Tan Dun - Nu Shu: the Secret Songs of Women

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Sep 4-Sep 5
 

Tan Dun talks tradition, adaptation and invention ahead of the performance of his new symphony, Nu Shu: the Secret Songs of Women

We’ve all heard the expression jack-of-all-trades, but it’s a true rarity to find a master-of-all. Tan Dun is one such rare individual. The prolific Grammy Award-winning composer is credited with writing the score for the popular film Crouching Tiger, Hidden Dragon, and for composing music for the medal ceremonies at the 2008 Beijing Olympics. Tan has excelled in each genre in which he has forayed. Now, he looks to return to his roots in Nu Shu: the Secret Songs of Women, which opens September 4, marking the opening of the Hong Kong Philharmonic’s 42nd season.

“After living between worlds for so many years, I’ve found that my tradition has become very diverse,” says Tan. He is referring to his time spent growing up in Hunan province and the contrast to the period he lived in New York as a student at Columbia University, where he was exposed to the works of contemporary composers Philip Glass, John Cage and Meredith Monk. He states, “I’m always trying to find a new direction and a new way to look at tradition – I find going back to tradition will always be an avenue for invention. I want to overcome the knowledge I already have and find a new mode for the music I’m making.” With Nu Shu: the Secret Songs of Women, he has done just that. Proceeding in the footsteps of famed innovators, Tan reveals, “For this piece, I imagine myself as Béla Bartók. Like him, I am not an archaeologist. I am an artist. I, too, want to find the soundscape of the future.”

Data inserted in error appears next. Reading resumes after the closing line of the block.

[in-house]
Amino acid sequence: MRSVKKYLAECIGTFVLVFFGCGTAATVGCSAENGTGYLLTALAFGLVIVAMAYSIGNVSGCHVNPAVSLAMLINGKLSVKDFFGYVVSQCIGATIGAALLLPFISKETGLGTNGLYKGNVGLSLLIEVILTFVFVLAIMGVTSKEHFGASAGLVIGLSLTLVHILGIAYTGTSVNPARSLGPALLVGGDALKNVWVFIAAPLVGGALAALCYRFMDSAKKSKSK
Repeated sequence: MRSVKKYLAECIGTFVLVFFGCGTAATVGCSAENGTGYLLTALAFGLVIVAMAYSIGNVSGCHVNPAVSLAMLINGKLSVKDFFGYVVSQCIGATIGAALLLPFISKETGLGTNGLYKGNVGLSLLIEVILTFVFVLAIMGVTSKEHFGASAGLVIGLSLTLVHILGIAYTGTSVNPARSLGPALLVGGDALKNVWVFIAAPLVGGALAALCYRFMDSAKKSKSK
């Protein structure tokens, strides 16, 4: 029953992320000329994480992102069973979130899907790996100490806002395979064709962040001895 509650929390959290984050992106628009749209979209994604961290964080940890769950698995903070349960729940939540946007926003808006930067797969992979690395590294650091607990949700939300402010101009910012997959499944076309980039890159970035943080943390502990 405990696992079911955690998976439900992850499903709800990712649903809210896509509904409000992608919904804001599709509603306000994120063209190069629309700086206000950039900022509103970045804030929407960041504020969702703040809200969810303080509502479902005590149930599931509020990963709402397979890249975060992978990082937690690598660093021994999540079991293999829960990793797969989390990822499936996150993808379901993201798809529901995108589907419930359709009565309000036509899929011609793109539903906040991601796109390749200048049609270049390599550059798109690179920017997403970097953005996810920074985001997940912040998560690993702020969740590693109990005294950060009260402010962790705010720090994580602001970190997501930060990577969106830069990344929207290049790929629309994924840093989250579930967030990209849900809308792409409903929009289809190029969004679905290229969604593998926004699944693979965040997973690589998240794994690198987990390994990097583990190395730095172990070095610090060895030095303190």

The symphony pays homage to a unique dialect used in Hunan province. “Nu Shu culture can be seen as a drop or a ripple in the Mother River, beautiful and dreamlike... Each drop contains and carries our treasured culture from one generation to the next.” Tan continues, “I wanted to capture the vibrancy of this disappearing, centuries-old secret language and its vocal tradition that was created and used exclusively by Hunan women who were otherwise forbidden a formal education.” In tribute to these women, Tan has composed a ‘soundscape monument’ – one which takes the form of a thirteen-movement micro-symphony. 

Drawing upon the works of historians, musicologists and anthropologists, Tan’s composition is the product of an extensive multidisciplinary research process. There have been several attempts to suppress the language (which Tan tells us date back as far as the 13th century), and consequently it is now ‘on the brink of extinction’. Tan and his team have collected more than 200 hours of audio and visual research in a bid to revive and preserve this piece of Hunanese culture.

The resultant experience for audiences is an immersive, multimedia performance. Tan explains, “I have brought New York’s Columbus Circle together with a rural Chinese village – one organic, the other urban and industrial – to produce something very, very wild.” But those expecting a typical run-of-the-mill East meets West hybrid composition would be wrong. Tan has sought to systematically incorporate and internalise the knowledge he has gained from the various cultures he has encountered throughout his life. He tells us, “In my approach, I try to be very faithful to my memory and my experience. I cannot physically separate my early experiences from later ones. All of those memories come to mind as one.” Ultimately, for Tan, ‘the most important aspect of art is finding your roots, because your perspective is what makes art so interesting’. Amanda Sheppard

Tan Dun’s Nu Shu Sep 4-5, Concert Hall, HKCC. Tickets: $280-$580; urbtix.hk.

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10 Salisbury Rd

Area Tsim Sha Tsui

Price
$280-$580
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